"Six feet, four inches tall, splendidly proportioned, with a magnificent suit of brown hair and whiskers, graceful as any man who ever rode to war, as brave as the bravest, calm, cool, fierce in danger, his presence was always an inspiration to his followers."
Cluke is best known for the stunning Kentucky raid he led in 1863, which Young described in his book Confederate Wizards of the Saddle. From McMinnville in central Tennessee, Cluke took a small handpicked brigade of 750 men over 800 miles on a dangerous mission deep into Union occupied Kentucky. With haversacks filled with six days' rations, they began their march on Feb. 14 amid showers of rain, sleet and snow. They rode 110 miles to the Cumberland River near Somerset, pushed on to Mount Vernon and Richmond in a blinding snowstorm, then drove a Federal cavalry unit back across the Kentucky River at Combs Ferry. At that point, Cluke furloughed nearly half his men, allowing them to visit their families in the neighborhood in hopes they could obtain fresh mounts, clothing and food. Eighteen-year-old Mattie Wheeler of Winchester wrote in her diary that many of Cluke's men came into town on Monday, Feb. 23.
By Feb. 24, Cluke had captured Mount Sterling and established his base there. Though under strength and camped in the midst of superior forces, he had Union commanders convinced that his was the advance unit of a 10,000-man Confederate army. This ruse was soon discovered, and Col. Ben Runkle's 45th Ohio Regiment drove Cluke from Mount Sterling. After the furloughed men rejoined Cluke, he recaptured the town, but was driven off again and retreated to Hazel Green, and from there to Salyersville, where freezing rains poured from the sky and many of his men took sick. On March 19, with only 500 effectives in camp, Cluke's scouts reported that he was completely surrounded. More than 3,000 Union troops were said to be advancing on his position.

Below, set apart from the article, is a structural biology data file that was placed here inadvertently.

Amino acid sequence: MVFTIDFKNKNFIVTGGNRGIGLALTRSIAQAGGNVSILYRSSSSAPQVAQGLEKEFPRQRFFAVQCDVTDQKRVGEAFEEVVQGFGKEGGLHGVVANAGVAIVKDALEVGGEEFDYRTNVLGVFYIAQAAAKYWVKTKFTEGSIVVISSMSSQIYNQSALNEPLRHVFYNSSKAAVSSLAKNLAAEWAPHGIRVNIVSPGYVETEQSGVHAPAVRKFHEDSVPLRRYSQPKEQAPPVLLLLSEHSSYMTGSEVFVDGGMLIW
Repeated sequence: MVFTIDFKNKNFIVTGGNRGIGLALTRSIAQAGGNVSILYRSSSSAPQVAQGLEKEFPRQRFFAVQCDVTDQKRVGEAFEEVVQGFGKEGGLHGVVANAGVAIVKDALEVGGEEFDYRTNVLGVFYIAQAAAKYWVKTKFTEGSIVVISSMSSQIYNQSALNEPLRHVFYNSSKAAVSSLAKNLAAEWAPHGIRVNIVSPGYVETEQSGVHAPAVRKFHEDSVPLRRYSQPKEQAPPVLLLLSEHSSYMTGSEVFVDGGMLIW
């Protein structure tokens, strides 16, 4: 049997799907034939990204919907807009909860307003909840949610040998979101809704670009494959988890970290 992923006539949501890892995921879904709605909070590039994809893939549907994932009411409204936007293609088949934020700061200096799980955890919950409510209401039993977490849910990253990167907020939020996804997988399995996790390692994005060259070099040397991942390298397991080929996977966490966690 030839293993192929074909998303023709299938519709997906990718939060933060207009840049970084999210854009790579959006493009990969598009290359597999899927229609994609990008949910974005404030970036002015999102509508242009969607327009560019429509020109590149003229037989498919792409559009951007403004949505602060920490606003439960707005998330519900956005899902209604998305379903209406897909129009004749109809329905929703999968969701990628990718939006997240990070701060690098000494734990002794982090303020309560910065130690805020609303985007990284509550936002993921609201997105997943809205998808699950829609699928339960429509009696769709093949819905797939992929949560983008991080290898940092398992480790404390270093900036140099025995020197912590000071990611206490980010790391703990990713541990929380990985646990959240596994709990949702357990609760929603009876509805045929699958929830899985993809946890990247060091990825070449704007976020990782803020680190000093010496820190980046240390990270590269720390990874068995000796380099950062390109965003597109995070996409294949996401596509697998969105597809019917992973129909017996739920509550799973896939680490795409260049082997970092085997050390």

Knowing he was facing a desperate situation, Cluke responded with a daring move that saved his command from certain capture. He wheeled around, slipped through the line of troops pressing his rear, and made a forced march in the rain and snow to Mount Sterling, which he recaptured on March 21. There he took nearly 300 prisoners and seized 220 wagons, 500 mules and 1,000 rifles. Before beginning the return trip to Tennessee, he sent a dispatch to Gen. Morgan stating, "My command is elegantly mounted and clothed, in fact in better condition than they ever have been."
Cluke's unit was actively engaged in the war until his capture in July 1863 during Morgan's Great Ohio Raid. Roy S. Cluke died, probably of diphtheria, at the Union prison on Johnson's Island, Ohio, on Dec. 31, 1863. He asked to be buried beside his mother in the old Stuart graveyard in Clark County. Cluke was later reinterred in the Lexington Cemetery, where he lies close to John Hunt Morgan, Roger Hanson, and John C. Breckinridge.
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